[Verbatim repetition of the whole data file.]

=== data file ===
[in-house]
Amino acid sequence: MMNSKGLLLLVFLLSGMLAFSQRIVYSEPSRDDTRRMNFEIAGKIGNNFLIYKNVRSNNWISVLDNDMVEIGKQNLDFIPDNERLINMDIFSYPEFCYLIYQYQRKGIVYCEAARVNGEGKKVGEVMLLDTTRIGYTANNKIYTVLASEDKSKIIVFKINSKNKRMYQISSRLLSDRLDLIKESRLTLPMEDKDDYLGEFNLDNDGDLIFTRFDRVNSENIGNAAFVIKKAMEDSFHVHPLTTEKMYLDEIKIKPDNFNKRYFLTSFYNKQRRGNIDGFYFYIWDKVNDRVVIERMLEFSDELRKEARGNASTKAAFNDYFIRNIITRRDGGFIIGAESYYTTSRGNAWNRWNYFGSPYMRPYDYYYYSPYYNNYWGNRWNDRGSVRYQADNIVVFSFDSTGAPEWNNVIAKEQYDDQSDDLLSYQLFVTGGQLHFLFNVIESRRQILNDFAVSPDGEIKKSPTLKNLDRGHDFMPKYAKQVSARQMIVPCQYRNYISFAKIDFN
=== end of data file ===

[in-house]
Amino acid sequence: MMNSKGLLLLVFLLSGMLAFSQRIVYSEPSRDDTRRMNFEIAGKIGNNFLIYKNVRSNNWISVLDNDMVEIGKQNLDFIPDNERLINMDIFSYPEFCYLIYQYQRKGIVYCEAARVNGEGKKVGEVMLLDTTRIGYTANNKIYTVLASEDKSKIIVFKINSKNKRMYQISSRLLSDRLDLIKESRLTLPMEDKDDYLGEFNLDNDGDLIFTRFDRVNSENIGNAAFVIKKAMEDSFHVHPLTTEKMYLDEIKIKPDNFNKRYFLTSFYNKQRRGNIDGFYFYIWDKVNDRVVIERMLEFSDELRKEARGNASTKAAFNDYFIRNIITRRDGGFIIGAESYYTTSRGNAWNRWNYFGSPYMRPYDYYYYSPYYNNYWGNRWNDRGSVRYQADNIVVFSFDSTGAPEWNNVIAKEQYDDQSDDLLSYQLFVTGGQLHFLFNVIESRRQILNDFAVSPDGEIKKSPTLKNLDRGHDFMPKYAKQVSARQMIVPCQYRNYISFAKIDFN